The federal prosecutor, Frédéric Van Leeuw, has explained that the service remains fully occupied in the fight against terrorism, although their focus has now shifted towards what he calls “terrorism of inspiration” as opposed to structured terrorism, he told the Sudpresse papers.
The distinction is one of opportunism. Whereas terrorism in the past tended to be a question of structured, organised groups from the IRA and ETA all the way up to the recent past with ISIS and Al Qaeda, the tendency nowadays is more likely to be acts carried out by lone actors who may be inspired by radical ideology, but who do not form part of any organised group.
“Solitary people are less easy to track than structures,” he said. The approach for the future was analogous to the fire service. “We try to put out fires,” he said. “We have to ensure that fires don’t get started, and that they are easier to control if they do. That demands resources (which we have obtained) but it also requires that the room for action provided by our society is less rich, so that fewer people will become radicalised.”
Van Leeuw and his service are currently preparing their submission regarding prosecutions related to the attacks on Brussels Airport and the Brussels metro of 22 March 2016, for a trial that’s expected to take place in 2021. He explained the timetable.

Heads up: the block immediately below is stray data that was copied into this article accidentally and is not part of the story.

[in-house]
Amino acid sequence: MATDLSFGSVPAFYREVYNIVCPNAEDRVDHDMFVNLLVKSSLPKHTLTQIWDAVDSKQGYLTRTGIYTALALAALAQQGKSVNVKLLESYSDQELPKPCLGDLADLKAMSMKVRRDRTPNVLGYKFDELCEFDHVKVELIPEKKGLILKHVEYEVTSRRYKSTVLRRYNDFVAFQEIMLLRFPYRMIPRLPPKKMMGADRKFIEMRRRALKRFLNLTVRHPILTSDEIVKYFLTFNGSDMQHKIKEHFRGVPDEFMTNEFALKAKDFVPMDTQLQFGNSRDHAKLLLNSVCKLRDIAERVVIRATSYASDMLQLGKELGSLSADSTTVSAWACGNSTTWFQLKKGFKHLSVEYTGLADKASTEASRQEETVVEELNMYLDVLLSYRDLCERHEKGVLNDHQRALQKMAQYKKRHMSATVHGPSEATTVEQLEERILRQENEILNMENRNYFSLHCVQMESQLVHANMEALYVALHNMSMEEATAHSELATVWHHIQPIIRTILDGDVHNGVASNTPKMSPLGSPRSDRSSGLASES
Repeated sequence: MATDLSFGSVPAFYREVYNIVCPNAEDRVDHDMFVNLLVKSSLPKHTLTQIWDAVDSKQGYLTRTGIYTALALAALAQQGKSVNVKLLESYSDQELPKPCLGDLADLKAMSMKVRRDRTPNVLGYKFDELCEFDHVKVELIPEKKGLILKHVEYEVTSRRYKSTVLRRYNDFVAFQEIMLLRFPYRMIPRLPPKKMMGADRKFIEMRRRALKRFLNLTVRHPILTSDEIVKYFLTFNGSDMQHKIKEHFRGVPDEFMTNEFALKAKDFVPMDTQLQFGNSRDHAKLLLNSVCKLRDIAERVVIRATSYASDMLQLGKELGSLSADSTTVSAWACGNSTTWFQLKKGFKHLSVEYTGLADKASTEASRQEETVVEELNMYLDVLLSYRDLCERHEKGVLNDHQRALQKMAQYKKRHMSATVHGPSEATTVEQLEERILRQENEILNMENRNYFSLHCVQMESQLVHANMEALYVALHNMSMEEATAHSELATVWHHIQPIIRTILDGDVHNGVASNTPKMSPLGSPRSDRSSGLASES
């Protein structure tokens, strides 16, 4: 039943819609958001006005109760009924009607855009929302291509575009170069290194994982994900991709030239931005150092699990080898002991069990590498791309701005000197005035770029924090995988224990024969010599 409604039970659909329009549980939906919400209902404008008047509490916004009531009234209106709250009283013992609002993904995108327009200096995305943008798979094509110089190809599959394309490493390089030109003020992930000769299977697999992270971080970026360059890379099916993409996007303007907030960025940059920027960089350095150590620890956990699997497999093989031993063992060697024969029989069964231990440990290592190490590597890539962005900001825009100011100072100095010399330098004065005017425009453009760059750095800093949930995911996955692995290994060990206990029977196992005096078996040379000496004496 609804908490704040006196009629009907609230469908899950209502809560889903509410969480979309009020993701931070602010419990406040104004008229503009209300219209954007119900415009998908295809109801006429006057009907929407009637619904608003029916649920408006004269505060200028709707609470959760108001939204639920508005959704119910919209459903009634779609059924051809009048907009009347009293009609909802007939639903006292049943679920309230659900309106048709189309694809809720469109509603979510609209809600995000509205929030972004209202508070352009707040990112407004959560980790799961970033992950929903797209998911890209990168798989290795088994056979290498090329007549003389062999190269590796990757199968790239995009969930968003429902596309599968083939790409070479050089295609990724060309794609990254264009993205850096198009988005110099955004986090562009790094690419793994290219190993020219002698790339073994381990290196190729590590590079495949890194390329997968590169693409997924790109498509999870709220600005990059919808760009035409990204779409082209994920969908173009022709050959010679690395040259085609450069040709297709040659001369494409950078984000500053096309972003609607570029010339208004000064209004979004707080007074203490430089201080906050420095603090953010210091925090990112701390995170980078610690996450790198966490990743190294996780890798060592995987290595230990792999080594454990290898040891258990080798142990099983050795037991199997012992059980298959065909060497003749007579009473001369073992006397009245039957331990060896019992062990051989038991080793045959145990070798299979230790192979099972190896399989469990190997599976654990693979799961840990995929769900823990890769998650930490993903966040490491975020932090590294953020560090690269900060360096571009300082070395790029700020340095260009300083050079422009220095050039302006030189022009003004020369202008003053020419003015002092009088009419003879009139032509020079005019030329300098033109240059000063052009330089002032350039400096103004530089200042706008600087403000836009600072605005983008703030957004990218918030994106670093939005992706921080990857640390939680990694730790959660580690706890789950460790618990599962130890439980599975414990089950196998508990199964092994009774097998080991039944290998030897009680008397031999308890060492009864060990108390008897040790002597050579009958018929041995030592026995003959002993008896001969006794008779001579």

“The procedure for sending the case in front of the assizes court, namely the appeal to a committal hearing, should take place in the first half of 2020. But any of the parties is able to request additional acts of investigation,” he said. Those would be expected to delay the trial itself.
Another source of delay would be the trial of those involved in planning and carrying out the attacks on Paris in November 2015, with an agreement that the French authorities would be allowed to try their suspects first before any trial took place in Brussels.
“That would be decided by a joint agreement with the French national anti-terrorism prosecutor, in the course of the first quarter of 2020 and according to the logic of procedure. France has stricter rules on the length of time spent on remand. For example, we are coming up to five years for Salah Abdeslam,” he said, referring to the French national living in Molenbeek, suspected of taking part in the organisation of the Paris attacks, whose arrest in Forest commune four days before the Brussels attacks was thought to be a signal for the launch of the bombing at the airport and on the metro.
The Brussels Times